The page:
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Jurassic World Dominion (2022)::rating::2::rating::2

Jurassic World Dominion takes hundreds of millions of dollars, Oscar-level talent, and two-plus hours of the audience’s valuable time, and shovels them all into a blazing furnace.  The result is a hellish inferno that threatens to engulf any good vibes this franchise has left.  Somehow, the filmmakers manage to make ravenous dinosaurs seem boring, while also rendering a reunion of the original Jurassic Park cast into a total non-event.  Every Jurassic release since that one has looked a little tireder, but this one is downright haggard.  Whatever heaven holds the Dodo bird, it’s time for these movies to join it there.

This third World epic assumes you’ve slogged through the previous two.  (I binged both before screening this one.  Fallen Kingdom made me want to slam my head through drywall.)  It’s a few years after that second installment, and the dinos now live among us.  That means we get early shots of Owen Grady (Chris Pratt) on horseback, corralling a herd of Parasaurolophuses like something out of Lonesome Dove.  He and Claire (Bryce Dallas Howard) have settled into the Montana mountains, with their adopted daughter, Maisie (Isabella Sermon).  Claire feels the dinosaurs are being exploited, and desperately wants to help.

Meanwhile, in what feels like a totally different movie, giant prehistoric locusts are devouring crops throughout the Midwest.  Terrified, the farmers call in Dr. Ellie Sattler (Laura Dean) to investigate.  She quickly deduces that Biosyn, an evil conglomerate, is behind the sudden plague.  Duly outraged, Ellie turns to Dr. Alan Grant (Sam Neill) to help produce evidence and expose Biosyn to the world.  When Ellie and Alan show up at corporate headquarters, they find Dr. Ian Malcolm (Jeff Goldblum) acting as a shill for the company.  Or is he??  (Winky wink wink, y’all!)

Because this movie drones for an exhausting 146 minutes, we still have gobs of exposition to unpack.  Let’s see:  Blue, the raptor from the previous films, mysteriously shows up at Owen and Claire’s cabin with its offspring.  This baby raptor has an unexpected link to Maisie, and may offer a clue to Biosyn’s real plans.  Lewis Dodgson (Campbell Scott, looking a lot like Tim Cook) is the dastardly Biosyn CEO, whose machinations make 007 villains seem realistic.  And there’s Dr. Wu (BD Wong), the geneticist who harbors guilt for his actions in the previous films.   And there’s a hotshot cargo pilot (DeWanda Wise) with a guilty conscience.  All this padding makes Dominion overlong, disjointed, and unexciting.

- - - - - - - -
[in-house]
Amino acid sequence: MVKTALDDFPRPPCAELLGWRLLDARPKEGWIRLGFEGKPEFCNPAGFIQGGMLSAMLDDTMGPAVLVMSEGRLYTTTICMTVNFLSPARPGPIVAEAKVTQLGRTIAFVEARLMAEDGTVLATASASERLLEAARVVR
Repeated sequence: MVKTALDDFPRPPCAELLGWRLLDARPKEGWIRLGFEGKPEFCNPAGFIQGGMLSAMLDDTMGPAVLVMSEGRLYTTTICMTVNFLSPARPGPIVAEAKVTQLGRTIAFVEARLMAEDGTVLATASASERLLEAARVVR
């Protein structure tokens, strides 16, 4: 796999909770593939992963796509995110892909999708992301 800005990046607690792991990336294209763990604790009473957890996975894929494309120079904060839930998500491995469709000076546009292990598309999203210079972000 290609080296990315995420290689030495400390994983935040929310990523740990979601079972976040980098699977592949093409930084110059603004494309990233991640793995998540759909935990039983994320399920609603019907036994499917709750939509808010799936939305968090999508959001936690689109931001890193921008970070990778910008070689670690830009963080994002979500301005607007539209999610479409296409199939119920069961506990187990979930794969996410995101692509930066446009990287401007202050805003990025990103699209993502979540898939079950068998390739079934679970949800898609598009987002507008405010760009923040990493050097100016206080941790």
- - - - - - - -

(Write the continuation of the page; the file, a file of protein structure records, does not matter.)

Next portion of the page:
It also transforms a dynamic, all-star cast into something chemically inert.  Pratt squints and scowls as if he’s righteously constipated; I really wanted someone to hand him a pack of Marlboros and a cup of coffee.  Howard gets the most thankless role (and that’s saying something in this flick), but she runs, shrieks, and crawls through muck with great skill.  At the same time, the OG cast sits awkwardly with the rest of the film, like oil on top of water.  Sometimes I feel like I’m watching the Globetrotters on Gilligan’s Island.  Notice the scene where the two casts meet:  It’s sooo uncomfortable, like your grandparents caught your other grandparents watching porn.  It really seems the screenwriters had nothing here, shrugged, and just turned in blank sheets.

As for the special effects, I feel CGI hit a ceiling a few years ago.  Stuff like this is only gonna look so real, which means more digital tinkering only makes it look more fake.  Maybe we’ve become spoiled–and I’m being cynical–but I never lost sight that this movie was built by a squadron of nerds with iMacs.  The first Jurassic Park had boatloads more suspense, and it was created on machines running DOS.

Movies like Jurassic Park Dominion irk me.  This film has a bankable, charismatic star (Pratt), a superstar producer (Steven Spielberg), a guaranteed audience, plus the best supporting cast and crew that money could ever buy.  To borrow a baseball metaphor, this thing begins its life on third base and it still can’t score.  That makes the end result all the more disappointing. The filmmakers have been so preoccupied with whether or not they could make more of these movies, it’s time to start wondering whether or not they should.

146 min.  PG-13.  On demand, and in theaters.




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